One late Friday evening with no particular destination in mind, we drove aimlessly past the cross harbour tunnel in search of dinner. Being a bit more adventurous, we headed all the way to Sha Tin for Lung Wah and its famous pigeons. (see my friend with her flying pigeon below!)

Those that are from HK will most likely have been to Lung Hwa at least once in their lives, likely when they were young as kids ( if you were my age). Back then, as the traffic system wasn't as well developed as now, we always got very excited with this big outing all the way into nowhere. Catering to crowds like ourselves, Lung Wah, perched on the side of a hill, built a small playground out front, raising peacocks and pigeons (what else!) in cages and also incorporating an outdoor mah jong area for the adults. Our revisit this time round sees these facilities sadly either have been boarded up or poorly maintained. After going past the long and empty corridor, we were greeted by a bustling dining hall, our appetite kept growing as we saw the endless plates of pigeon being brought in while we waited for a table.

In addtion to the normal roasted pigeons and pigeons braised in soy sauce, it was amusing to see that Lung Hwa had been creative and now includes variations such as Korean-style spicy pigeons. We played safe and ordered the trustworthy roasted pigeons. While there is only a HK$5 difference between the regular and large size pigeons, we opted for the regular, as the younger version normally is more tasty with a more tender texture. (I know this sounds cruel and heartless but the same applies for many other meat that you eat right?)

Wonder if it were Sha Tin pricing but the beer was outrageously cheap at HK$18 a large bottle we couldn't resist not ordering it. The dishes are priced affordably at HK$50-80, which is hard on HK Island. Cheers & the obligatory victory sign!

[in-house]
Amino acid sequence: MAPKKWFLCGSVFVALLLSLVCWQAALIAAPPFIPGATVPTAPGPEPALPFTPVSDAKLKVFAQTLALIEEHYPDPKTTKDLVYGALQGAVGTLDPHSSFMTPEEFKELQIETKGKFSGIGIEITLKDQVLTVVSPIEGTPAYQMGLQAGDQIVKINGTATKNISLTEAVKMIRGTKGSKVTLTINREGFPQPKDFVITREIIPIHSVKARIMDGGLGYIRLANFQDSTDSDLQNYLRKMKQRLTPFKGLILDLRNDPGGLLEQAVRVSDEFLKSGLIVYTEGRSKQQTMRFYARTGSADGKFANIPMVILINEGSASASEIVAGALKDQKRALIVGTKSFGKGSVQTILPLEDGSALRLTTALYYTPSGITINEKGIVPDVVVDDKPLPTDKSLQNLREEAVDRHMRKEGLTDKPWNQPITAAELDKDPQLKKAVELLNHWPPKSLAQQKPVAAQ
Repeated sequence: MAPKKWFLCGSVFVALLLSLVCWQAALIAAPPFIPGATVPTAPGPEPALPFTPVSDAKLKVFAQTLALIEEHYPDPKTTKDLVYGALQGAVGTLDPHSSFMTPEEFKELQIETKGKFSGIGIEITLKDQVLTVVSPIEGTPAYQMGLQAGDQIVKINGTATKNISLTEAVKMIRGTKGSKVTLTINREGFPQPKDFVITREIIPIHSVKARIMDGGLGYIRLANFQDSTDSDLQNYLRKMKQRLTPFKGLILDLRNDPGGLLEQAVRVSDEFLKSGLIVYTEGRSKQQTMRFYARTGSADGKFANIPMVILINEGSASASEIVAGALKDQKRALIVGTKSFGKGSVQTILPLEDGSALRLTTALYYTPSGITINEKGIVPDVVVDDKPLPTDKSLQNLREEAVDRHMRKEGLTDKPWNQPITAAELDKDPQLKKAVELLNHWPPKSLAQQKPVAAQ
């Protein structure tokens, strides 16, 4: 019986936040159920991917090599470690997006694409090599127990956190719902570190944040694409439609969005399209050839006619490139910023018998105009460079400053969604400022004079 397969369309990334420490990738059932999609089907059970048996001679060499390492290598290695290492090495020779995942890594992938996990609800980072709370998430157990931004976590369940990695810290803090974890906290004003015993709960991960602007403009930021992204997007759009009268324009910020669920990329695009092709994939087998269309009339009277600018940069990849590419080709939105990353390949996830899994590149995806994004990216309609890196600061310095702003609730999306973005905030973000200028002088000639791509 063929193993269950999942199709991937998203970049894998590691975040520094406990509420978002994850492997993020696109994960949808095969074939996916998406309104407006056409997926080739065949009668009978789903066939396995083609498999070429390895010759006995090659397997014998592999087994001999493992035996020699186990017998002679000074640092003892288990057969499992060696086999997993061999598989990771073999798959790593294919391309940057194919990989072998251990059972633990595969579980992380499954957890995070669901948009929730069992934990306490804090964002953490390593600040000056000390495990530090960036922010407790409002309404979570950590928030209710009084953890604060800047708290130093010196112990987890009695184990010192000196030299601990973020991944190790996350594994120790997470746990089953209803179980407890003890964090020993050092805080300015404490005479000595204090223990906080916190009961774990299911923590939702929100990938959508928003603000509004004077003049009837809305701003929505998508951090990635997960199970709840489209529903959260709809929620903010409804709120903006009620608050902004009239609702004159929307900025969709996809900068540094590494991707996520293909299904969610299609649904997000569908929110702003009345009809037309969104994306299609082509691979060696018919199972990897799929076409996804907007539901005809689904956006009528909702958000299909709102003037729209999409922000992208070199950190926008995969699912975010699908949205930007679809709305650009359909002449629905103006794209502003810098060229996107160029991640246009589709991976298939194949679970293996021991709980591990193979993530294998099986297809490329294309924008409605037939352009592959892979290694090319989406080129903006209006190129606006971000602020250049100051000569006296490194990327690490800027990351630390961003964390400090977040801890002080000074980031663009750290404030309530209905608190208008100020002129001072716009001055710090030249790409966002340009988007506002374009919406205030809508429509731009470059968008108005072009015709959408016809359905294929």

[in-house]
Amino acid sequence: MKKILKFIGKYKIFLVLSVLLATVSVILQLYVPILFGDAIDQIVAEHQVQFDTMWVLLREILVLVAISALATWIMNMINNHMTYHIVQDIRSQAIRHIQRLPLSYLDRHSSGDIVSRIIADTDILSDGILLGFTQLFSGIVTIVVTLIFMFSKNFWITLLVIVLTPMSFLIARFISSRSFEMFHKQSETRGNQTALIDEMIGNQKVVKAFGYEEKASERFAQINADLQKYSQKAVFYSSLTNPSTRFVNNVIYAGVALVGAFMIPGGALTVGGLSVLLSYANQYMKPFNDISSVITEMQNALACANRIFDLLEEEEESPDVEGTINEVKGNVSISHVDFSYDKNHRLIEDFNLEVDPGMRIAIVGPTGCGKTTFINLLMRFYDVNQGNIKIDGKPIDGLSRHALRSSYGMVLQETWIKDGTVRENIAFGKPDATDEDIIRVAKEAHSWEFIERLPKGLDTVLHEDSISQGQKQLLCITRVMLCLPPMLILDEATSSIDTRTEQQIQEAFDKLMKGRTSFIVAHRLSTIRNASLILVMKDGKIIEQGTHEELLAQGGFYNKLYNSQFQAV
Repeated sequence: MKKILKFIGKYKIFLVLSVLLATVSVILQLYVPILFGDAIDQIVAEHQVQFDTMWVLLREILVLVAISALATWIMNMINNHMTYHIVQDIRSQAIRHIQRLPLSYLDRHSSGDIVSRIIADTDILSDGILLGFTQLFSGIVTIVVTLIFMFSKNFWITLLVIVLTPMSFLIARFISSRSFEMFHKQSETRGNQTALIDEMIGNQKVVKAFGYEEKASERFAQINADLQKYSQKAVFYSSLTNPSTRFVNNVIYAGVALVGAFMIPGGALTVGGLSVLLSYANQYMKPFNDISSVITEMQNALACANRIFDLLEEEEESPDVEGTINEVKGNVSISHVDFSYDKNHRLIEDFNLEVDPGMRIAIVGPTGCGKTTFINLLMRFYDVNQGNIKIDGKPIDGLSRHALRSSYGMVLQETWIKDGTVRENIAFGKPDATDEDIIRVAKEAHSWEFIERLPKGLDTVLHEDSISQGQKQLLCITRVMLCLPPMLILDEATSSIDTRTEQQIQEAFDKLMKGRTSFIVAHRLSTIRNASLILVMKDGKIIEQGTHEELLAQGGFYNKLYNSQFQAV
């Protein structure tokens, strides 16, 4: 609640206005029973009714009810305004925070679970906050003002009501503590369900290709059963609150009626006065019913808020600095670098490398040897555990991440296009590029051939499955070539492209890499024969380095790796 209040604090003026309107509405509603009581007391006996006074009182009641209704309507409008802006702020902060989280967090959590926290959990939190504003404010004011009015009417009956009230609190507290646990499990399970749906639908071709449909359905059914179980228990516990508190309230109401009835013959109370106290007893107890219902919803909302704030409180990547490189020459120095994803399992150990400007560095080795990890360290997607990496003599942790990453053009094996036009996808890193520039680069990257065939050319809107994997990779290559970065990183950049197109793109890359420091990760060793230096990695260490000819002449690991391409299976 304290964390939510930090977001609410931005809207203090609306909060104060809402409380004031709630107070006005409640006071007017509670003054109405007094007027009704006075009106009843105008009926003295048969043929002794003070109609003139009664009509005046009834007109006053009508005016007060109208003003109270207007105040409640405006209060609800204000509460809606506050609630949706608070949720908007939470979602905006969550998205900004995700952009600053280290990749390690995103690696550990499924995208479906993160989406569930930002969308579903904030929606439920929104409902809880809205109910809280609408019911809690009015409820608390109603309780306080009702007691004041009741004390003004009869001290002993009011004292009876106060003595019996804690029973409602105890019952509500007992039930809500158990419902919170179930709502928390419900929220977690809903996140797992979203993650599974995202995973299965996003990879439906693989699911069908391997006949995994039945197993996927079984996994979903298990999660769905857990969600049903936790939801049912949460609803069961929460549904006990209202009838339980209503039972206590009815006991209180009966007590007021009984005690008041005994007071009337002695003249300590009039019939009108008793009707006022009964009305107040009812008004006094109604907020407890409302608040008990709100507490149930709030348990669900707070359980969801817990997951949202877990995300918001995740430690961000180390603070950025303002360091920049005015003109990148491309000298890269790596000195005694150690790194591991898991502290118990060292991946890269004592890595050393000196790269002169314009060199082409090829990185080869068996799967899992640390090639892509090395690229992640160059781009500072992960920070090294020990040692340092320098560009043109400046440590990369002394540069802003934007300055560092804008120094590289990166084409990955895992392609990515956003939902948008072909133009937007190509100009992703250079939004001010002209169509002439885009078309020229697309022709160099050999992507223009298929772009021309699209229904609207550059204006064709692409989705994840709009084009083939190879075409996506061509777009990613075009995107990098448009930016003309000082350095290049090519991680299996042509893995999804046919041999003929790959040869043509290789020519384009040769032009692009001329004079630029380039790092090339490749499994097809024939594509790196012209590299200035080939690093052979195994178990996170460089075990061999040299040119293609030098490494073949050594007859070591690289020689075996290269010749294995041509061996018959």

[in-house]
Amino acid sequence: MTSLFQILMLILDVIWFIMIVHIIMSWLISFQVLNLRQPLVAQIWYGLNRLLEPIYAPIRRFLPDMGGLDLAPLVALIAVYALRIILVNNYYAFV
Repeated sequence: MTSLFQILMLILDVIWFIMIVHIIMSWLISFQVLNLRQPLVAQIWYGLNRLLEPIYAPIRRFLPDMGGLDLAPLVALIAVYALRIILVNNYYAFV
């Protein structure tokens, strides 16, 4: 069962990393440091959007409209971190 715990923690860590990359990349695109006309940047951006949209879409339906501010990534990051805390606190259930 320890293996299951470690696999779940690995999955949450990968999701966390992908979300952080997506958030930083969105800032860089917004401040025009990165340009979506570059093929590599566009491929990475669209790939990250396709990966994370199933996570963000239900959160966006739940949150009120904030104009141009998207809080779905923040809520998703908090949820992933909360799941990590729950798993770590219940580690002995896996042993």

The star of the show arrived first and we all eagerly took our first bite. Roasted to a golden finish, the pigeons were crispy on the outside, and bursting with flavour and juice on the inside. As expected, the meat was extremely tender. While appearing not very greasy at first, by our third piece we started noticing the pigeon oil dripping onto our plates and all over our mouth, giving us hints on how fattening this is. As we have come all the way to Sha Tin for this, we put our health aside and managed to down a whole pigeon each very quickly!

Regrettably, as we were all a bit filled up over the pigeon dish, that didn't leave much room for the many dishes we ordered on the side. It was no big shame as we discovered. Although looking extremely appetizing, the kale fried in ginger sauce was coarse and tough, and the fried milk verged on the oily side. The other pigeon-related dish we ordered, minced pigeon served with lettuce leaves was the best of the bunch - best eaten without the sauce though, as that was too sweet to our taste. We did not order Lung Wah's other famous dish, chicken congee, this time round, but saw that many nearby eaters were happily finishing their portions, so would assume it would be a good dish.

Would I come back to Lung Wah? Probably, for old time sake and also for the pigeons, which still tasted as good as I remember. But next time, I'd just order the pigeons plus chicken congee and maybe one additional dish, as it seems that while the rest of its dishes are priced extremely reasonably (HK$50-80 in general), the quality was only just average.

Lung Wah Hotel, Sha Tin 沙田下禾輋村



{Tea diaries}

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